2 Notes J. Org. Chem., Vol. 62, No. 21, Table 1. 1 H NMR Data proton mult CDCl 3 (CD 3) 2CO (CD 3) 2SO C 6D 6 CD 3CN CD 3OD D 2O solvent residual peak H 2O s a 3.33 a acetic acid CH 3 s acetone CH 3 s acetonitrile CH 3 s benzene CH s tert-butyl alcohol CH 3 s OH c s tert-butyl methyl ether CCH 3 s OCH 3 s BHT b ArH s OH c s ArCH 3 s ArC(CH 3) 3 s chloroform CH s cyclohexane CH 2 s ,2-dichloroethane CH 2 s dichloromethane CH 2 s diethyl ether CH 3 t, CH 2 q, diglyme CH 2 m CH 2 m OCH 3 s ,2-dimethoxyethane CH 3 s CH 2 s dimethylacetamide CH 3CO s NCH 3 s NCH 3 s dimethylformamide CH s CH 3 s CH 3 s dimethyl sulfoxide CH 3 s dioxane CH 2 s ethanol CH 3 t, CH 2 q, 7 d OH s c,d ethyl acetate CH 3CO s CH 2CH 3 q, CH 2CH 3 t, ethyl methyl ketone CH 3CO s CH 2CH 3 q, CH 2CH 3 t, ethylene glycol CH s e grease f CH 3 m CH 2 br s n-hexane CH 3 t CH 2 m HMPA g CH 3 d, methanol CH 3 s h OH s c,h nitromethane CH 3 s n-pentane CH 3 t, CH 2 m propanol CH 3 d, CH sep, pyridine CH(2) m CH(3) m CH(4) m silicone grease i CH 3 s tetrahydrofuran CH 2 m CH 2O m toluene CH 3 s CH(o/p) m CH(m) m triethylamine CH 3 t, CH 2 q, a In these solvents the intermolecular rate of exchange is slow enough that a peak due to HDO is usually also observed; it appears at 2.81 and 3.30 ppm in acetone and DMSO, respectively. In the former solvent, it is often seen as a 1:1:1 triplet, with 2 J H,D ) 1 Hz. b 2,6-Dimethyl-4-tert-butylphenol. c The signals from exchangeable protons were not always identified. d In some cases (see note a), the coupling interaction between the CH 2 and the OH protons may be observed (J ) 5 Hz). e In CD 3CN, the OH proton was seen as a multiplet at δ 2.69, and extra coupling was also apparent on the methylene peak. f Long-chain, linear aliphatic hydrocarbons. Their solubility in DMSO was too low to give visible peaks. g Hexamethylphosphoramide. h In some cases (see notes a, d), the coupling interaction between the CH 3 and the OH protons may be observed (J ) 5.5 Hz). i Poly(dimethylsiloxane). Its solubility in DMSO was too low to give visible peaks. show their degree of variability. Occasionally, in order to distinguish between peaks whose assignment was ambiguous, a further 1-2 µl of a specific substrate were added and the spectra run again.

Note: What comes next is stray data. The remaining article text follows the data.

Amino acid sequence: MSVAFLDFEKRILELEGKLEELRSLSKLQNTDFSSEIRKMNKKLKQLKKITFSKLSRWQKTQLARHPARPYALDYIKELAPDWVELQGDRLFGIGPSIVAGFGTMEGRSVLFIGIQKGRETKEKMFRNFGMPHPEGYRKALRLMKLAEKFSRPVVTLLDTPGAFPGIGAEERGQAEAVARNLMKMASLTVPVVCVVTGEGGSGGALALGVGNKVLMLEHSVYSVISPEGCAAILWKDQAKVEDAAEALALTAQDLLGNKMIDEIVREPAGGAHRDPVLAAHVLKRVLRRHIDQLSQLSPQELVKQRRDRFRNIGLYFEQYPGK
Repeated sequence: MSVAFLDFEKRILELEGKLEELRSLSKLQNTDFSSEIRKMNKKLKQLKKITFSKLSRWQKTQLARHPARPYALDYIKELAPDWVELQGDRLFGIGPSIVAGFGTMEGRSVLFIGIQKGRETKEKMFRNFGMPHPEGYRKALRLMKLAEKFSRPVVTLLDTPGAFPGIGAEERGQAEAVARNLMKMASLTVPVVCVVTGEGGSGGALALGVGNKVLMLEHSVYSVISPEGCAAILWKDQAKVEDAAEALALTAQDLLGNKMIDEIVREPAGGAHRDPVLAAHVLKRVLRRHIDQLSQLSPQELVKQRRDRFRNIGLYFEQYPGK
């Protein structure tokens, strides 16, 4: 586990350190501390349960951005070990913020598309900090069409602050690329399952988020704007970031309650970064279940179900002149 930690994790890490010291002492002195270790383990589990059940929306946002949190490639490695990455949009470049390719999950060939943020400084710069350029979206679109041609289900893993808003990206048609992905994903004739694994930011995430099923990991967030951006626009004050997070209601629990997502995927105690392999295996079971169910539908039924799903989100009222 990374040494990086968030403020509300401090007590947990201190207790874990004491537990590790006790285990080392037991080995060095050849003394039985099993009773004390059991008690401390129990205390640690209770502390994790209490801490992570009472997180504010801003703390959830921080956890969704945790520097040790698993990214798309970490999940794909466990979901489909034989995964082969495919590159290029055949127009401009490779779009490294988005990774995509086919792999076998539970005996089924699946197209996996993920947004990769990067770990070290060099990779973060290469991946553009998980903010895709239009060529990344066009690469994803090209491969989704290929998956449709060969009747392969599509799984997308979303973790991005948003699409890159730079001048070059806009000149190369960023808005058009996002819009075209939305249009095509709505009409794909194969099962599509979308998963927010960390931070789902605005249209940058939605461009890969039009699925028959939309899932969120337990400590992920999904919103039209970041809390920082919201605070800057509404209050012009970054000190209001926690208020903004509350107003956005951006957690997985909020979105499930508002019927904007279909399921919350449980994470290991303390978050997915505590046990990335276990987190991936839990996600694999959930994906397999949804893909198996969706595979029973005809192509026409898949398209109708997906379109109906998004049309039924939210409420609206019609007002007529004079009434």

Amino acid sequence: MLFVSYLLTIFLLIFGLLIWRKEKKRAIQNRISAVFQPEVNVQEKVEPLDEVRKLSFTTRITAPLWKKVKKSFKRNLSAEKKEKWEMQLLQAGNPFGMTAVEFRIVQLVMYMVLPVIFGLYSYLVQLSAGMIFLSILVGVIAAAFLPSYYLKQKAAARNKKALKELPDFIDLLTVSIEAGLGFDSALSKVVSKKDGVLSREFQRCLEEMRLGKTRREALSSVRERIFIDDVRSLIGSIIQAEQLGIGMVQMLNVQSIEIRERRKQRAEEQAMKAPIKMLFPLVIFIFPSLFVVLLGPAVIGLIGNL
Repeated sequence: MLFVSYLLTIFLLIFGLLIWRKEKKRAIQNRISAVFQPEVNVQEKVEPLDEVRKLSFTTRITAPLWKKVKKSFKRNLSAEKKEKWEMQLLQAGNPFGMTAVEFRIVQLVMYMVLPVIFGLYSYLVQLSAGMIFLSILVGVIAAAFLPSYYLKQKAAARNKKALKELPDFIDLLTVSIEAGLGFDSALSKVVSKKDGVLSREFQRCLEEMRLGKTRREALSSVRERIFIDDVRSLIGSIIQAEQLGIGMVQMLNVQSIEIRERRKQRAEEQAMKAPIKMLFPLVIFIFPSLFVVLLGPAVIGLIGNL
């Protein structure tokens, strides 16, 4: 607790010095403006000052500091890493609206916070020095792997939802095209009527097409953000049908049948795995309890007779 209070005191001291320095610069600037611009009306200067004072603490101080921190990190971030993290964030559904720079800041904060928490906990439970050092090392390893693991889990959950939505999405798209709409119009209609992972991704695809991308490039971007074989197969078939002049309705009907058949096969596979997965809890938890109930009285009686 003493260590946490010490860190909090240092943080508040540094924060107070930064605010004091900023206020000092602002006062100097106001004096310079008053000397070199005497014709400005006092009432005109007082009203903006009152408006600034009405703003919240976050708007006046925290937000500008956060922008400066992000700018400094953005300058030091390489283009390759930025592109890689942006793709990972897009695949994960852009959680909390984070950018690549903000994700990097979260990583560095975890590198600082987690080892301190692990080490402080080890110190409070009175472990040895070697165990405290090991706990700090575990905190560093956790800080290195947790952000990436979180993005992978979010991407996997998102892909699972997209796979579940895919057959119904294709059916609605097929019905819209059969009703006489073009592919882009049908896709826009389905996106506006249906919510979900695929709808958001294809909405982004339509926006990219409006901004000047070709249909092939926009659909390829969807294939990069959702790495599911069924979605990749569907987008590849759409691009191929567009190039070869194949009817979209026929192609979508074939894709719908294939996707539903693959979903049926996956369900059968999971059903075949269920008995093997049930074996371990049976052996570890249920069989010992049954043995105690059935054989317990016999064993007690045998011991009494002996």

3 7514 J. Org. Chem., Vol. 62, No. 21, 1997 Notes Table C NMR Data a CDCl 3 (CD 3) 2CO (CD 3) 2SO C 6D 6 CD 3CN CD 3OD D 2O solvent signals ( ( ( ( ( ( ( ( 0.02 acetic acid CO CH acetone CO CH acetonitrile CN CH benzene CH tert-butyl alcohol C CH tert-butyl methyl ether OCH C CCH BHT C(1) C(2) CH(3) C(4) CH 3Ar CH 3C C chloroform CH cyclohexane CH ,2-dichloroethane CH dichloromethane CH diethyl ether CH CH diglyme CH CH CH ,2-dimethoxyethane CH CH dimethylacetamide CH CO NCH NCH dimethylformamide CH CH CH dimethyl sulfoxide CH dioxane CH ethanol CH CH ethyl acetate CH 3CO CO CH CH ethyl methyl ketone CH 3CO CO CH 2CH CH 2CH ethylene glycol CH grease CH n-hexane CH CH 2(2) CH 2(3) HMPA b CH methanol CH c nitromethane CH n-pentane CH CH 2(2) CH 2(3) propanol CH CH pyridine CH(2) CH(3) CH(4) silicone grease CH tetrahydrofuran CH CH 2O toluene CH C(i) CH(o) CH(m) CH(p) triethylamine CH CH a See footnotes for Table 1. b 2 J PC ) 3 Hz. c Reference material; see text.

4 Notes J. Org. Chem., Vol. 62, No. 21, For D 2 O solutions there is no accepted reference for carbon chemical shifts. We suggest the addition of a drop of methanol, and the position of its signal to be defined as ppm; on this basis, the entries in Table 2 were recorded. The chemical shifts thus obtained are, on the whole, very similar to those for the other solvents. Alternatively, we suggest the use of dioxane when the methanol peak is expected to fall in a crowded area of the spectrum. We also report the chemical shifts of sodium formate ( ppm), sodium acetate ( and ppm), sodium carbonate ( ppm), sodium bicarbonate ( ppm), and sodium 3-(trimethylsilyl)- propanesulfonate [54.90, 19.66, (methylenes 1, 2, and 3, respectively), and ppm (methyls)], in D 2 O. Temperature Dependence of HDO Chemical Shifts. We recorded the 1 H spectrum of a sample of D 2 O, containing a crystal of sodium 3-(trimethylsilyl)propanesulfonate as reference, as a function of temperature. The data are shown in Figure 1. The solid line connecting the experimental points corresponds to the equation which reproduces the measured values to better than 1 ppb. For the 0-50 o C range, the simpler gives values correct to 10 ppb. For both equations, T is the temperature in C. Acknowledgment. Generous support for this work by the Minerva Foundation and the Otto Mayerhoff Center for the Study of Drug-Receptor Interactions at Bar-Ilan University is gratefully acknowledged. JO971176V δ ) T + ( )T 2 (1) δ ) T (2)